Thursday, 15 December 2016

Oliver: Smashing Orange - Not Very Much To See (1 March 1992)

It's our "ear-heart" specialists, back again.  With it's wah-wah washes, battering drums and sudden, swooping lurches of tempo, especially around the 30 second mark, Not Very Much To See put me in mind of one of 1992's great cultural white elephants: Brett Leonard's film, The Lawnmower Man.

I haven't seen it in over 20 years.  Based, microscopically, on a short story by Stephen King (it bore so little resemblance to his work, that King won 3 court actions designed to get his name taken off promotional material for the film and its video), the film is about how computer technology and advancements in Virtual Reality software, when plugged into the mind of a gardener with learning difficulties can turn him into a God-like being.  Inevitably, this increase in power turns him rogue and the battle is on to prevent him from taking over the world.  This film was big news in 1992, where huge attention was lavished on the VR effects, which were seen by their creation of new worlds and environments, to have pushed special effects to hitherto unseen heights.  A year later though, when Jurassic Park had T-Rexes walking around and sniffing petrified children without you being able to see the join, the blocky, primary colours of those VR effects effectively dated The Lawnmower Man to an early 90s period piece.
 I wanted to re-watch it before writing this to check whether my associations were sound, but iTunes doesn't have it, and although a smoky looking copy, designed to put copyright holders off on the grounds that it isn't a mint version, has turned up on YouTube; I felt it would be defeating the point somewhat to watch a debased copy of a film whose visual splendour was one of its great selling points.  Therefore, I have to return to my memories of the film and most of those are based around Jeff Fahey getting bounced around in an Aerotrim as his mind expanded and he breathlessly blurted out lines like, "I saw God!"  This sense of a mind being moulded and turned inside-out runs right through the opening minute of Not Very Much To See.  The impression of intelligence gone awry is maintained as Rob Montejo sings about there being nothing behind his eyes.  And yet seconds later, the "I'm on top of the world" refrain suggests that somehow that intellect is growing.  A power is being nourished.  But with power comes responsibility. Not only that but an awareness that the window to use that power is a short one - "You've got to get it together/Stop misunderstanding/The chance has just gone." (Lyrics by Rob Montejo/Stephen Wagner).  It's an anti-ennui song, calling for action and self-determination. Did it resonate with an audience ready to enjoy the end of history at the time it was released?  Unlikely, especially with distractions like Virtual Reality to temporarily occupy them.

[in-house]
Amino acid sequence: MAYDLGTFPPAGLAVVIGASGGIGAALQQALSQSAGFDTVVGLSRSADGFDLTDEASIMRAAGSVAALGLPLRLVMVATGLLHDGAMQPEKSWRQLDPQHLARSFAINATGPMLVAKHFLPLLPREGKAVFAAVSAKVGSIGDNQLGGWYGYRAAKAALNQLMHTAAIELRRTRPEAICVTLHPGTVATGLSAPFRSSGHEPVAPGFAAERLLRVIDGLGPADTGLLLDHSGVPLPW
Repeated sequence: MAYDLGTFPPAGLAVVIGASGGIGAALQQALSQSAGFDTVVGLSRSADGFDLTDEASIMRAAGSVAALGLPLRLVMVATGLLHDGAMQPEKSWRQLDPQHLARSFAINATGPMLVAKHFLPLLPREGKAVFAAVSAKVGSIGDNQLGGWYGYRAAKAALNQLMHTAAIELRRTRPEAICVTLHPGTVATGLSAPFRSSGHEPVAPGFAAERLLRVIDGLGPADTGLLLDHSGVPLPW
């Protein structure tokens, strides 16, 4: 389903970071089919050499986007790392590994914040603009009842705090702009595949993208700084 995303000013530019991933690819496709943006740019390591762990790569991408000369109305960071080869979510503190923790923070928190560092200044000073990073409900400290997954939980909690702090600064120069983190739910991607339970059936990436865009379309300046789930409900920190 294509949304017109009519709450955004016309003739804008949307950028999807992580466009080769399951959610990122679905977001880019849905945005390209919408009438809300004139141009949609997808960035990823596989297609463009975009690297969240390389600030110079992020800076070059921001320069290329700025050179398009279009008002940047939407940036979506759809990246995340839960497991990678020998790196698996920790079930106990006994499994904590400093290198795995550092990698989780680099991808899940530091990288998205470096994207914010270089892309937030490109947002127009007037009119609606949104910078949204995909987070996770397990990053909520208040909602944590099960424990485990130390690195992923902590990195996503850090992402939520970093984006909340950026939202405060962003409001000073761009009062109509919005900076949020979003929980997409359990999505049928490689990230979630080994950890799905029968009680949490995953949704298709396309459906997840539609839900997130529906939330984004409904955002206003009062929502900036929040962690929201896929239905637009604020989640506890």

Video courtesy of strangelove1976.


  1. Yep, I bought this single off the back of hearing it on Peel. I loves all that early 90s Psyche stuff - Brave Mr. Real by Daisy being the stand-out for my money.